## Abstract

Seamless prediction means bridging discrete short-term weather forecasts valid at a specific time and time-averaged forecasts at longer periods. Subseasonal predictions span this time range and must contend with this transition. Seamless forecasts and seamless validation methods go hand-in-hand. Time-averaged forecasts often feature a verification window that widens in time with growing forecast leads. Ideally, a smooth transition across daily to monthly time scales would provide true seamlessness—a generalized approach is presented here to accomplish this. We discuss prior attempts to achieve this transition with individual weighting functions before presenting the two-parameter Hill equation as a general weighting function to blend discrete and time-averaged forecasts, achieving seamlessness. The Hill equation can be tuned to specify the lead time at which the discrete forecast loses dominance to time-averaged forecasts, as well as the swiftness of the transition with lead time. For this application, discrete forecasts are defined at any lead time using a Kronecker delta weighting, and any time-averaged weighting approach can be used at longer leads. Time-averaged weighting functions whose averaging window widens with lead time are used. Example applications are shown for deterministic and ensemble forecasts and validation and a variety of validation metrics, along with sensitivities to parameter choices and a discussion of caveats. This technique aims to counterbalance the natural increase in uncertainty with forecast lead. It is not meant to construct forecasts with the highest skill, but to construct forecasts with the highest utility across time scales from weather to subseasonal in a single seamless product.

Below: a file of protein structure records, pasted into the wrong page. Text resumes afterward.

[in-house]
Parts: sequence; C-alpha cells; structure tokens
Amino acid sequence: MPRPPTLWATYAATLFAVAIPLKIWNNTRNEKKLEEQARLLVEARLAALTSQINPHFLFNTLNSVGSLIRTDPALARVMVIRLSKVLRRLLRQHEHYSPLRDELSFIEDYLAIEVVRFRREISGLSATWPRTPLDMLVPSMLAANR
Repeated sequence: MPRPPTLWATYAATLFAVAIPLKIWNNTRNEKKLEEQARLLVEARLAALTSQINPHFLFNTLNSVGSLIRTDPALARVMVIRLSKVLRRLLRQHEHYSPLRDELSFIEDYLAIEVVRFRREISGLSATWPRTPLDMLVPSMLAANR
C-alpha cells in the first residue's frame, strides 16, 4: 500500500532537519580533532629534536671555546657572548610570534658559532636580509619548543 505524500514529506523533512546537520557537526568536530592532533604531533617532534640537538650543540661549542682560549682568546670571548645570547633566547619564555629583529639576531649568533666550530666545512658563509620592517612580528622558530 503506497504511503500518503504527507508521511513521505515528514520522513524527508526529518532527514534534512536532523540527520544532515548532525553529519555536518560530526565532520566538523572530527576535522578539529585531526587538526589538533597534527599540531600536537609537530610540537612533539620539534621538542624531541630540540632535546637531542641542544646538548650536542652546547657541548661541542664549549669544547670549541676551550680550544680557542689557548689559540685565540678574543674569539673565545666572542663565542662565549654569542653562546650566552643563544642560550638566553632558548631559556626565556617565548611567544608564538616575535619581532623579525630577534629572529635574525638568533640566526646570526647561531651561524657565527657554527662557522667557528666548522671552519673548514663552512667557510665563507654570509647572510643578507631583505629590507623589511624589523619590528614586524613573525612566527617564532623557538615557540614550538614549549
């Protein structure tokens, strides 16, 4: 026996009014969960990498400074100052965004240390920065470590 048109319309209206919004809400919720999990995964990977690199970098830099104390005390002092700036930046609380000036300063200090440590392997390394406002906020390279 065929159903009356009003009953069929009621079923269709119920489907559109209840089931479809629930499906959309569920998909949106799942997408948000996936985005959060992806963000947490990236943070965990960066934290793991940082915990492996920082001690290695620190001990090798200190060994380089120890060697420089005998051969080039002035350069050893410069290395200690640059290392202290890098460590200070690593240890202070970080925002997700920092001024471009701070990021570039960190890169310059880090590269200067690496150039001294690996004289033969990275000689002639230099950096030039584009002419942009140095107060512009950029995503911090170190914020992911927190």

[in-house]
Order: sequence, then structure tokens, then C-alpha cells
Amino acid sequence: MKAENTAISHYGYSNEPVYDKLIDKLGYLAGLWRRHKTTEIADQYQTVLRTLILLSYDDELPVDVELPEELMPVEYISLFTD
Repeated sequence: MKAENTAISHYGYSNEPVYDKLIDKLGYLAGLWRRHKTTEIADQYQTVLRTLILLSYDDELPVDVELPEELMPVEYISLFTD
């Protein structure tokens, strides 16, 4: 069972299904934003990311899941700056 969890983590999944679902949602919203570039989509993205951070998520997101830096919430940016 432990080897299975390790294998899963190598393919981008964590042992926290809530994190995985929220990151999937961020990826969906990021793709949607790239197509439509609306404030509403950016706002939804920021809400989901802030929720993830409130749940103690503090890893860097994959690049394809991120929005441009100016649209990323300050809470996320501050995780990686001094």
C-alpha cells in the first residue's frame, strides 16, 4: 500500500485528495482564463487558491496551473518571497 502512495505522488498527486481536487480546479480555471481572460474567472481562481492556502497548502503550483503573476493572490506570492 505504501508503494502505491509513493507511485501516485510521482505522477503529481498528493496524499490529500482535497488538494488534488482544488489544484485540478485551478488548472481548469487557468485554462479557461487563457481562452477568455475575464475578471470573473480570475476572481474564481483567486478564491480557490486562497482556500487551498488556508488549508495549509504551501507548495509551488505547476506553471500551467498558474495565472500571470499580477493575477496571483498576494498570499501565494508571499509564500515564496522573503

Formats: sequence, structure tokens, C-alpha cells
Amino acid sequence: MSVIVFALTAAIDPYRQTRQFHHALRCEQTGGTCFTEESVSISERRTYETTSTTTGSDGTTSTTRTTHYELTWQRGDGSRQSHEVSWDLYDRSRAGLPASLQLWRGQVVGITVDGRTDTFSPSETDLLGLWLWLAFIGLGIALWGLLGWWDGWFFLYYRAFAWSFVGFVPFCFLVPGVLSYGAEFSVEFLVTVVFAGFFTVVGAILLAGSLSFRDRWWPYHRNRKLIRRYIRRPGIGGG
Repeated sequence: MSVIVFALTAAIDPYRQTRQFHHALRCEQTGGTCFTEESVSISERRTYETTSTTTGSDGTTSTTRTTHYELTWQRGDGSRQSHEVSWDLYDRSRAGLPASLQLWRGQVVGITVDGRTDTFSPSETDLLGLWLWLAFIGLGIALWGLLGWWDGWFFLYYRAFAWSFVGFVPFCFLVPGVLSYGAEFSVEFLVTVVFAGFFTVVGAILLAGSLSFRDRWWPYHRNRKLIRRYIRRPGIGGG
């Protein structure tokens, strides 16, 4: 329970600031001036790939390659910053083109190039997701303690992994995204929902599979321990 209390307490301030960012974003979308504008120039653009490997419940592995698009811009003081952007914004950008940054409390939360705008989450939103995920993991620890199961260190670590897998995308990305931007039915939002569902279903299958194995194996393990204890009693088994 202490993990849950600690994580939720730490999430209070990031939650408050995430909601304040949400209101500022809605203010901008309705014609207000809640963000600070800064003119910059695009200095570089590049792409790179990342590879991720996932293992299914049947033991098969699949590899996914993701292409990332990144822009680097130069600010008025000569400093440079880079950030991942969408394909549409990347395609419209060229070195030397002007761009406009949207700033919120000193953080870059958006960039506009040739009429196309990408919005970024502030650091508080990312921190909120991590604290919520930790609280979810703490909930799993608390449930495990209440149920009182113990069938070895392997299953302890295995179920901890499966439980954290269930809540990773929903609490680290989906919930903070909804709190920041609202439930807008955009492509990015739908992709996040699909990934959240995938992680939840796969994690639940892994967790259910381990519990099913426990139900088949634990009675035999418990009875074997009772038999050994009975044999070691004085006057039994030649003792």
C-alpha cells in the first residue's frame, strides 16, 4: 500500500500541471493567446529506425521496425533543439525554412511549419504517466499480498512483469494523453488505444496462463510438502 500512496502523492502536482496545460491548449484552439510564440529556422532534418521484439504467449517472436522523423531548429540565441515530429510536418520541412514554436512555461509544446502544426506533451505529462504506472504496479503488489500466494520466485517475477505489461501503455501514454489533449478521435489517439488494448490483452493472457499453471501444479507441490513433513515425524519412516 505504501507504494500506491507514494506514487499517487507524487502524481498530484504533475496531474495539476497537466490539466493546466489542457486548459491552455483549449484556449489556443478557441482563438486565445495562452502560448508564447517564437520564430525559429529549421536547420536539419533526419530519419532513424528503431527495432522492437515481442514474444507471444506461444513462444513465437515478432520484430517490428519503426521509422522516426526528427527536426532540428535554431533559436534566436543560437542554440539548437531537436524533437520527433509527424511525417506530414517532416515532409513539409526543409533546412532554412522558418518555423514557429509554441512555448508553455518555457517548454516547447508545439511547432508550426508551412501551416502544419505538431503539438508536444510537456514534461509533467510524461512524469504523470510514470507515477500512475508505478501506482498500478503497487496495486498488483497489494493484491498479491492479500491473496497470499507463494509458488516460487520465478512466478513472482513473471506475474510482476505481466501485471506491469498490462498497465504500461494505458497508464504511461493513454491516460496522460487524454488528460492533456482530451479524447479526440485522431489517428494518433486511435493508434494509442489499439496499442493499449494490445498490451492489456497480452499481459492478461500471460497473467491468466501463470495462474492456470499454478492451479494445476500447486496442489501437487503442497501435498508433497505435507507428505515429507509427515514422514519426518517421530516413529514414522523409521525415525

## 1. Introduction

The notion of seamless weather-to-climate prediction as a unified numerical modeling problem has been with us for at least a decade (WCRP 2005; Shukla et al. 2009; Shapiro et al. 2010; Brunet et al. 2010). However, there is an unescapable transition between weather forecasting as a deterministic initial-value problem to the probabilistic nature of longer-term time-averaged forecasts necessitated by the nonlinear character of the atmosphere–land–ocean system. Weather predictions validate on the shortest time interval of reported forecasts, which we define as “discrete” forecasts. These are typically hourly for nowcasting and short-term weather forecasting, or as daily accumulations and averages out to as much as 2 weeks. These give way to longer-term means issued as “outlooks” by operational forecast centers on monthly or seasonal intervals. In fact, the coverage of the spectrum of time scales is not uniform, and prediction has focused on very specific ranges frequently tied to the calendar (Hoskins 2013).

In the middle of this dichotomy between discrete forecasts (and their validation) and longer-lead probabilistic time averages (and their validation) lies the so-called subseasonal-to-seasonal or S2S range of time scales. Recent efforts have been focused on understanding predictability and improving prediction skill in the S2S time range while endeavoring to use the same model configuration from weather to seasonal time scales (Vitart et al. 2017; Mariotti et al. 2018; Pegion et al. 2019). There has been much hope to extend weather forecast skill to weeks 3–4, but promising prospects have been coming along slowly (Newman et al. 2003; Vitart 2014). Meanwhile, seasonal climate forecasts such as the outlooks issued by the Climate Prediction Center of NOAA, for example, begin with a 0.5–1.5-month lead-time average and include monthly and 3-month means that step forward in monthly intervals (Saha et al. 2014). This results in quite a prominent “seam” in the range where seamless forecasts have been envisioned.